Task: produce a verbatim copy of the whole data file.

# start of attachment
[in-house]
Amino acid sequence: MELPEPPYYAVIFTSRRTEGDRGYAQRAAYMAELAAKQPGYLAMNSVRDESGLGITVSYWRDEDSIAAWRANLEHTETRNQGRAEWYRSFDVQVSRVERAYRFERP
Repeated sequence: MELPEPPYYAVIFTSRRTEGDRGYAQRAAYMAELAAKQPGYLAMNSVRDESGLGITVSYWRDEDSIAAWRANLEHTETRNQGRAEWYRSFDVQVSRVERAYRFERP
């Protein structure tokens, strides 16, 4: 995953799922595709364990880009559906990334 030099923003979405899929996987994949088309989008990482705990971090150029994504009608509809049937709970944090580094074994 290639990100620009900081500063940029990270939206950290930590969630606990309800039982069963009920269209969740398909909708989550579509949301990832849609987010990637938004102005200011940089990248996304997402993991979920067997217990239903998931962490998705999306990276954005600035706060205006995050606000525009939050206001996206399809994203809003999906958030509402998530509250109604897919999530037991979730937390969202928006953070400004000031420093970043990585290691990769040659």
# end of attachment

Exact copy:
[in-house]
Amino acid sequence: MELPEPPYYAVIFTSRRTEGDRGYAQRAAYMAELAAKQPGYLAMNSVRDESGLGITVSYWRDEDSIAAWRANLEHTETRNQGRAEWYRSFDVQVSRVERAYRFERP
Repeated sequence: MELPEPPYYAVIFTSRRTEGDRGYAQRAAYMAELAAKQPGYLAMNSVRDESGLGITVSYWRDEDSIAAWRANLEHTETRNQGRAEWYRSFDVQVSRVERAYRFERP
């Protein structure tokens, strides 16, 4: 995953799922595709364990880009559906990334 030099923003979405899929996987994949088309989008990482705990971090150029994504009608509809049937709970944090580094074994 290639990100620009900081500063940029990270939206950290930590969630606990309800039982069963009920269209969740398909909708989550579509949301990832849609987010990637938004102005200011940089990248996304997402993991979920067997217990239903998931962490998705999306990276954005600035706060205006995050606000525009939050206001996206399809994203809003999906958030509402998530509250109604897919999530037991979730937390969202928006953070400004000031420093970043990585290691990769040659």